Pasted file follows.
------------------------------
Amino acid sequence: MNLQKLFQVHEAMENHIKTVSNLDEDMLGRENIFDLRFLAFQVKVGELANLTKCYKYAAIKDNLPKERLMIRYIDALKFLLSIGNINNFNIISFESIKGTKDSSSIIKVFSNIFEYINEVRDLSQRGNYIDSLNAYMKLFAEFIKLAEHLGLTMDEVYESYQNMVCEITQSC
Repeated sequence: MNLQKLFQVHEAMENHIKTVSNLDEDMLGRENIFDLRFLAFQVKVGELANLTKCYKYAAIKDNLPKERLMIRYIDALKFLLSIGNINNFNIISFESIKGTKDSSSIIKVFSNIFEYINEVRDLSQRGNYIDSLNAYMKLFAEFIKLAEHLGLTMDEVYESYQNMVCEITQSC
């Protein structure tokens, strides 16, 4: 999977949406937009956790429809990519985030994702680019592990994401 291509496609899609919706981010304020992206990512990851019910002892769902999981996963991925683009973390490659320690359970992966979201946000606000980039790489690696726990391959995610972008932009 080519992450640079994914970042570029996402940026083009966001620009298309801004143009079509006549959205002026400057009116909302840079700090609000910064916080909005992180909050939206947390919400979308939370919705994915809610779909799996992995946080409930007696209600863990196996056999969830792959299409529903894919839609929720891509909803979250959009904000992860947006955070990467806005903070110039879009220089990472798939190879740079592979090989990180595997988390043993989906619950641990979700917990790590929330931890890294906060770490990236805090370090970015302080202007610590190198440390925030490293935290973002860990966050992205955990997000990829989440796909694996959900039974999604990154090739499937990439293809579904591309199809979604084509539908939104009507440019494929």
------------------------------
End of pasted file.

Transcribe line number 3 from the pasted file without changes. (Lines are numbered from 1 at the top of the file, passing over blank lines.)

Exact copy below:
């Protein structure tokens, strides 16, 4: 999977949406937009956790429809990519985030994702680019592990994401 291509496609899609919706981010304020992206990512990851019910002892769902999981996963991925683009973390490659320690359970992966979201946000606000980039790489690696726990391959995610972008932009 080519992450640079994914970042570029996402940026083009966001620009298309801004143009079509006549959205002026400057009116909302840079700090609000910064916080909005992180909050939206947390919400979308939370919705994915809610779909799996992995946080409930007696209600863990196996056999969830792959299409529903894919839609929720891509909803979250959009904000992860947006955070990467806005903070110039879009220089990472798939190879740079592979090989990180595997988390043993989906619950641990979700917990790590929330931890890294906060770490990236805090370090970015302080202007610590190198440390925030490293935290973002860990966050992205955990997000990829989440796909694996959900039974999604990154090739499937990439293809579904591309199809979604084509539908939104009507440019494929």